Donald Trump is expected to address each night of a mostly virtual four-day Republican National Convention, with First Lady Melania Trump delivering remarks on Tuesday and Vice President Mike Pence speaking from Fort McHenry in Maryland on Wednesday.
The president will accept his renomination during a White House address on Thursday, concluding a schedule of events that campaign and party officials did not publicly confirm within days of the event beginning on 24 August.
At his nomination speech at the 2020 Democratic National Convention, presidential candidate Joe Biden pledged that the US would "overcome this season of darkness in America" and "choose hope over fear, facts over fiction, fairness over privilege."
The president called his remarks and the event "the darkest and angriest and gloomiest convention in American history."
But the president has relied on a persistent vision of a nation torn apart by other Americans throughout his campaign and at the White House. In his 2016 convention address, then-candidate Trump declared "I alone can fix" the US, and months later invoked "American carnage" and declared "America first" at his inaugural address in January 2017.
At his June re-election campaign kickoff rally in Tulsa, Oklahoma, the president – who has often accused Democrats of dividing the nation – considered in detail his apocalyptic view of America under Democratic leadership.
From the foot of Mount Rushmore on the eve of the Fourth of July, previewing his violent re-election campaign rhetoric in the weeks that followed during widespread protests against police brutality, the president described demonstrations as a "merciless campaign" and a "growing danger" threatening to "end America."
The president's campaign officials have promised the GOP event to contrast what they see as Democrats' "doom and gloom" outlook with a programme "honouring the great American story."
Where and when is the convention?
GOP officials initially planned to host some convention events in North Carolina, with prime-time events in Florida, but party officials moved the entire event to North Carolina after that state's governor had raised public health concerns about mass gatherings in the middle of the pandemic.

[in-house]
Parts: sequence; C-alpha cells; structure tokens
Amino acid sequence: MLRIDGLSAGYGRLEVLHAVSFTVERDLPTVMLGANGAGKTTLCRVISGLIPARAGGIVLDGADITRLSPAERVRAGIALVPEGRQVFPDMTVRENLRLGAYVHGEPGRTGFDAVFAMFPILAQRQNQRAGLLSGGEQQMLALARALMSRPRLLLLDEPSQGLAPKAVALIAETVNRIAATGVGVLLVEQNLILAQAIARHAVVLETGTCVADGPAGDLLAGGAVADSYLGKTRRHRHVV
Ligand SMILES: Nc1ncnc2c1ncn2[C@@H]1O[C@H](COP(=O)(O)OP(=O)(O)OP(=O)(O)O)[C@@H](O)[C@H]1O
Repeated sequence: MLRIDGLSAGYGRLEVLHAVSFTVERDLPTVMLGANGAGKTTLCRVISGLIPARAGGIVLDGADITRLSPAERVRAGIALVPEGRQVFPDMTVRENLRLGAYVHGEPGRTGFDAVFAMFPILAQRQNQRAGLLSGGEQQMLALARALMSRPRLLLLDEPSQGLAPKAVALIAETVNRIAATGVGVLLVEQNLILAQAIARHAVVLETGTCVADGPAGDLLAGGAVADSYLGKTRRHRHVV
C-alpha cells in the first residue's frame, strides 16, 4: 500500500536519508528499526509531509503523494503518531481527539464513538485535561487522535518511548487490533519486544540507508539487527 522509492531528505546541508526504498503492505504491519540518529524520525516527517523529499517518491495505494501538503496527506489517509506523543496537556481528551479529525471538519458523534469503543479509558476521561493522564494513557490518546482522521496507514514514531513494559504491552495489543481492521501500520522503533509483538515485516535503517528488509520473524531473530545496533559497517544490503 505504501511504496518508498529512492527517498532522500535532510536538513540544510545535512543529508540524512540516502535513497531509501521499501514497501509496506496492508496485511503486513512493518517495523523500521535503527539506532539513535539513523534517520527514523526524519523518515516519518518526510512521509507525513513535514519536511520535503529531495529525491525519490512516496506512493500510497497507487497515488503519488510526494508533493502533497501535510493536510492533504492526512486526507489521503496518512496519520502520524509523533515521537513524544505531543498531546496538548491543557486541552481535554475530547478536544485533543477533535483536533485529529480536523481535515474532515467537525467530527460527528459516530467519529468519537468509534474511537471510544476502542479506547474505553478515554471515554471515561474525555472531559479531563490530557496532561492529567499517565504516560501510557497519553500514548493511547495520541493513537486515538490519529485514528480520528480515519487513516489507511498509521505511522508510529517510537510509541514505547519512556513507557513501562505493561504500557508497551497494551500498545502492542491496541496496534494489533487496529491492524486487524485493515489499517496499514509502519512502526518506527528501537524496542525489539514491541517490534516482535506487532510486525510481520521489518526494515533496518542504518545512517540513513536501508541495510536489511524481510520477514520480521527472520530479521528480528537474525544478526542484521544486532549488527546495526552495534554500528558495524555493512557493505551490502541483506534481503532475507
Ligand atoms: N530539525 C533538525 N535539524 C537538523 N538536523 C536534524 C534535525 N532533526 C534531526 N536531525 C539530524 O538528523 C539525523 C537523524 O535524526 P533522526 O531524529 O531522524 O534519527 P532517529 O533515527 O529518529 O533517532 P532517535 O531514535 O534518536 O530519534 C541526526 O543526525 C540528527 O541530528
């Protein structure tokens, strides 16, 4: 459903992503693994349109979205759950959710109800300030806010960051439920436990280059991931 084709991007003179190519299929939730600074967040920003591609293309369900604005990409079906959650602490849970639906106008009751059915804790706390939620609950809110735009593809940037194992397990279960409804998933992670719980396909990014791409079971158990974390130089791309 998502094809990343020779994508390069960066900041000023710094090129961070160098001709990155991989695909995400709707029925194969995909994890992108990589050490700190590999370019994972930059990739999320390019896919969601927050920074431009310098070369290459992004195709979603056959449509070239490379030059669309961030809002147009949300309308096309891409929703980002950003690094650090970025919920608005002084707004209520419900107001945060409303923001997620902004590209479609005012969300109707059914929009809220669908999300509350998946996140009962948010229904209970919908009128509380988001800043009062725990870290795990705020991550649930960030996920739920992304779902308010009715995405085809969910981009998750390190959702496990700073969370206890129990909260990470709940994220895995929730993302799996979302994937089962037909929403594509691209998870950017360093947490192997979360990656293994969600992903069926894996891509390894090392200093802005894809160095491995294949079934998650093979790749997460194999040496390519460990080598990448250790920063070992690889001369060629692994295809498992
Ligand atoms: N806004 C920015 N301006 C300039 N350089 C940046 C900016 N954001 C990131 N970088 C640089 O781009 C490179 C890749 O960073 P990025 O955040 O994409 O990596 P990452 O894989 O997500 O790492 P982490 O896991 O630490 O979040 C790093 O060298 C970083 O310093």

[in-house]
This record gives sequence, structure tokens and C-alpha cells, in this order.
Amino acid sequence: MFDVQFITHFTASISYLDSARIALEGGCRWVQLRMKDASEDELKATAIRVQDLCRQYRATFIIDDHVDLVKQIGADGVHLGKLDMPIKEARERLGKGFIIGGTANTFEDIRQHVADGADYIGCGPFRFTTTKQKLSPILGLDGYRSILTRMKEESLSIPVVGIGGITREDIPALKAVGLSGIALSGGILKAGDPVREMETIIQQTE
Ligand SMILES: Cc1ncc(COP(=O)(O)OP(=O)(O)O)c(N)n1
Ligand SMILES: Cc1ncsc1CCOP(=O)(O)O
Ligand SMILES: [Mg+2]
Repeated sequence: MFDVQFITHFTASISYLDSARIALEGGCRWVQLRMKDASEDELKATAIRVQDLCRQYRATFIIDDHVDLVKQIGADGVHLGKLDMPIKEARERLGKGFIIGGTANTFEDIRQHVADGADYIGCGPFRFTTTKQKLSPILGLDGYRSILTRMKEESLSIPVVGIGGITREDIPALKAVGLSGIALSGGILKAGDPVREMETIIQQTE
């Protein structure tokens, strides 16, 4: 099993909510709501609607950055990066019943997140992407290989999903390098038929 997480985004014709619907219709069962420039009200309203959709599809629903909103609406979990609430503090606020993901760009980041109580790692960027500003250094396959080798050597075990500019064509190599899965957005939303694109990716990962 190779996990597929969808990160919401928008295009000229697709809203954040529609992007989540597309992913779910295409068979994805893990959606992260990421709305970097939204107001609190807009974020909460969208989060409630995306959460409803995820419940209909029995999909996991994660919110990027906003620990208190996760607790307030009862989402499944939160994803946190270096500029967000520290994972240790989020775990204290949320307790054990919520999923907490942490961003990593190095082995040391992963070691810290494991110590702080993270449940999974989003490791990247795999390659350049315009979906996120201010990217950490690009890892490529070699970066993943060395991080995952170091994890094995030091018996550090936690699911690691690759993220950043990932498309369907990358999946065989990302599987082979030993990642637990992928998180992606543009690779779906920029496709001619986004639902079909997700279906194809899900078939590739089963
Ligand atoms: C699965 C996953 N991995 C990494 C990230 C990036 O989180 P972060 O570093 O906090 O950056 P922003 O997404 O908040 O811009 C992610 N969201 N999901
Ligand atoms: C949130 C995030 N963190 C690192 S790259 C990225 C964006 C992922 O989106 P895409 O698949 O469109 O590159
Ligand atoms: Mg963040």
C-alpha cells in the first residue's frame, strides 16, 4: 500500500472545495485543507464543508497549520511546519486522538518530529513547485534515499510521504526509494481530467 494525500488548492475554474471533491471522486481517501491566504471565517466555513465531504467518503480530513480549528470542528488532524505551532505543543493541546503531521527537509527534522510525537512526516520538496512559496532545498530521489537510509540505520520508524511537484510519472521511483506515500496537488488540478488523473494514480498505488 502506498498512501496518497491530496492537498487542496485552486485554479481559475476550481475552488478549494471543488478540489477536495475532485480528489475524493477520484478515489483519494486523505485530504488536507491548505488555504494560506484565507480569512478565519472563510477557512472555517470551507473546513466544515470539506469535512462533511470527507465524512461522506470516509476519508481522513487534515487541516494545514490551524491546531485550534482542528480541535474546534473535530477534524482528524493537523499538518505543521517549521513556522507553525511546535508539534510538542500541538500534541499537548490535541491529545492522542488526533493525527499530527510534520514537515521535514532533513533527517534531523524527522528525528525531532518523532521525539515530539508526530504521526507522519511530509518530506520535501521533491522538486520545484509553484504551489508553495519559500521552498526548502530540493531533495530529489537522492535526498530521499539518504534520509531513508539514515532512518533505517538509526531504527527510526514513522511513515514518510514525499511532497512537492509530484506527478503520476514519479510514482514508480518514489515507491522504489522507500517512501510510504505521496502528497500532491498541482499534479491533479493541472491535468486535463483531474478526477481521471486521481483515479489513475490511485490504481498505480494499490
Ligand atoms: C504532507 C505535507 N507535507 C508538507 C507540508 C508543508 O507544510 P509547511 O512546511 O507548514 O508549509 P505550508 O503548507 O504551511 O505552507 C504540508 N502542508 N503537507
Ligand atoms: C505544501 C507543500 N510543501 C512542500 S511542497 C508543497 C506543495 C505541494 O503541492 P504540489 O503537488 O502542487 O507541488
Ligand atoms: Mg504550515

But during a White House briefing in July, the president abruptly announced that the Florida convention would be cancelled. Instead, in-person events will remain in North Carolina, where hundreds of convention participants are expected, rather than thousands, at the Charlotte Convention Centre.
The president will likely stay in Washington DC, where the Andrew W Mellon Auditorium will serve as a broadcast hub.
Prime-time events will be livestreamed and shared for broadcast beginning at 8.30pm and ending at 11pm EST beginning on 24 August.
What is on the agenda?
A roll call vote to renominate the president will take place on Monday.
The president will make an appearance during each night of the convention, including a segment honouring frontline workers, according to campaign officials.
Each night of the convention is also scheduled to air remarks that have echoed the president's campaign rallies, speeches and White House events during which he has invited speakers to denounce socialism – specifically in Venezuela and Cuba – after the president has invoked red-scare tactics to depict his moderate rival as a "Trojan horse" for socialism.
The convention will also include appearances from a small business owner who relied on PPP loans during the pandemic, the only reference to the public health crisis in a tentative convention schedule.
Formerly incarcerated woman Abby Johnson, whose life sentence was commuted by the president following the intervention of Kim Kardashian West, will also appear.
Also scheduled to appear is a former director of a Planned Parenthood clinic who became an anti-abortion activist, whose dramatic departure from the organisation has been scrutinised in court filings and in newspaper reports that have questioned the veracity of her claims.
But the party's ongoing grievances will also take centre stage during the prime-time events.
Mark and Patricia McCloskey, who threatened Black Lives Matter protesters outside their home in St, Louis, Missouri, will also address the nation.
Nick Sandmann, a Kentucky student captured in a viral video with a Native American elder, will also join the convention. He sued The Washington Post for $250 million – a case that eventually settled out of court – and threatened legal action against several other media outlets for what he and his parents alleged was modern-day "McCarthyism" and "targeting and bullying" over their coverage of the viral video.
"I can't tell you all enough about how excited I am to be apart [sic] of this years RNC!" he announced on Twitter.
The First Lady is set to speak on Tuesday from the White House Rose Garden, and the vice president will deliver remarks on Wednesday, leading up to the president's White House address on Thursday.
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